The commission then rethought the ban and raised it. However, it still appears to believe that fibre to the home is the end game, but it is willing to acknowledge that high speed broadband delivered by cellular technologies such as LTE are the way to go.

This is making life hard or impossible for fixed wireless broadband providers. In its guidance to local councils regarding the use of fixed wireless in their coverage plans BDUK asks for service levels that not even fixed line suppliers have to meet.

For example, wireless providers must show that their system is capable of providing access speeds in excess of 30Mbps download,  with at least ~15Mbps download speed to end-users for 95% of the time during peak times in the target intervention area.

Then it says the wireless operator must put in a fibre to the home network . “The subsidised solution must be an interim solution chosen where a fibre-based solution is not yet economically viable, and there shall be a commitment to replace non-wired connections with fibre at a later stage.”

Kijoma Broadband, which supplies high speed wireless connectivity in the south of England, says, “There is no such guarantee (on download speed) for FTTC for example. FTTC starts at 15 Mbps sync speed  and as previously reported, 5 Mbps orders will be accepted via wholesale providers,” he says.

BT has doubled its original offer of 15Mbps download speeds to “up to” 30Mbps. Ofcom this week reported that the average national download speed is 12Mbps, due largely to Virgin Media’s largely urban roll-out of high speed broadband over cable TV channels.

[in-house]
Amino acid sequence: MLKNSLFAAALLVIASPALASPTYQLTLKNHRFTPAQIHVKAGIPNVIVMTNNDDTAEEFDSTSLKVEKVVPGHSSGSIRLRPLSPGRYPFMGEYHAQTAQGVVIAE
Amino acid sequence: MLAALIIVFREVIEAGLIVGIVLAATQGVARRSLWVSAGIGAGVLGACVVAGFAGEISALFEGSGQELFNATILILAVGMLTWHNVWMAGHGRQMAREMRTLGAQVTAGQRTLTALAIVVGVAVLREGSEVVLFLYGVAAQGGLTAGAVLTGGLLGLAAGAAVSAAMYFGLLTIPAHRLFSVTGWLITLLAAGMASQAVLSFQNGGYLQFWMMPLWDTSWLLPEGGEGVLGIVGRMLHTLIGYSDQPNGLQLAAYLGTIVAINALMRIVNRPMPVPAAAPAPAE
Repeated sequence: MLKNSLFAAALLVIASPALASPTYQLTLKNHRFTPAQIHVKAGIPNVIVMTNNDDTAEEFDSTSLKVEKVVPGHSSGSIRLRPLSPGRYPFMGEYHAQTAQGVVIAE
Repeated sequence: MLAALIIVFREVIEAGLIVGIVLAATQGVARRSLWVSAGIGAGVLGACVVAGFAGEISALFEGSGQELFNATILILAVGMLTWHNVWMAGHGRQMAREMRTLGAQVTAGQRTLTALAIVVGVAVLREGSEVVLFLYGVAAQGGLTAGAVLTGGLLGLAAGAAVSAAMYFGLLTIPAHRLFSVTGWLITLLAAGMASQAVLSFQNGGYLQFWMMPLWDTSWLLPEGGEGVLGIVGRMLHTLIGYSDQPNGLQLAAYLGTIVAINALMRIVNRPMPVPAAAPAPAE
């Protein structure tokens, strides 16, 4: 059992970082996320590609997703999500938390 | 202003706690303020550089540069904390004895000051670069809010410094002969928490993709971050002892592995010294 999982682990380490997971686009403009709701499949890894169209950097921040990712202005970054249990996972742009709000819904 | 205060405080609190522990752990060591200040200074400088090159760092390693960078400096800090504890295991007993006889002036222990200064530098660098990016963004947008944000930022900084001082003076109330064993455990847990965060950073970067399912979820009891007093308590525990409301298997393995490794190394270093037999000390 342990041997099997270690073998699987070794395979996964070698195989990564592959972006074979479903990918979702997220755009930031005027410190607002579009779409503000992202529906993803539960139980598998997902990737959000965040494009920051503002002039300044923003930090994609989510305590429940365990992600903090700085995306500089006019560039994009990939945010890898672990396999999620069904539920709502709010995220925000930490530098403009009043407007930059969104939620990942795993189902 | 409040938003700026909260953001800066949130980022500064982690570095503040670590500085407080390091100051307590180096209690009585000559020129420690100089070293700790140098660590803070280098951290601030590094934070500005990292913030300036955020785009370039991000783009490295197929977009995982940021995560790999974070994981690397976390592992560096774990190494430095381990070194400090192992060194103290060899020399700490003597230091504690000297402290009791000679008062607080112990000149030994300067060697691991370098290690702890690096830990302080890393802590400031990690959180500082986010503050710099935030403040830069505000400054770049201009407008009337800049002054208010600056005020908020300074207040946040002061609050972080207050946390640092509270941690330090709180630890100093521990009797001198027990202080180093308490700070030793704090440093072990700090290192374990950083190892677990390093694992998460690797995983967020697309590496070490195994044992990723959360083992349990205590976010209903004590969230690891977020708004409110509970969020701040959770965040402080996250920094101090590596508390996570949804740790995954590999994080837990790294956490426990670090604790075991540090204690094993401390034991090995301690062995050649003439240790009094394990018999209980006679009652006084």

FTTC connection (speeds) will be lower in practice due to line length, crosstalk, ISP contention, traffic management policies, and other issues, Lewis adds.

Regarding the commitment to install fibre, Lewis says, “If fibre in a low density area is viable in around five years, then it is viable now. The only time it would improve is if the rural area in question gained a large new housing estate.”

Fibre is going into rural homes and businesses, but it is due to community-based efforts such as B4RN and Gigaclear. Both face hostile responses from BT, which has consistently failed to publish precise coverage plans for both its £2.5bn “commercial roll-out” of FTTC to two-thirds of UK homes, and its BDUK-funded roll-outs in “not spots”.

As Ewhurst resident Walter Willcox notes elsewhere on the blog, even having a fibred-up street cabinet in your street doesn’t guarantee access to a high speed service because the cabinet’s capacity may already be taken up.

This should raise questions regarding the percentage of “homes passed” that can actually be served by the cabinets BT has installed so far. BT has said in the past that it would add more street cabinets if the newly installed ones reach capacity. Ewhurst’s experience is to the contrary.

Written by Br0kenTeleph0n3

2013/03/16 at 15:24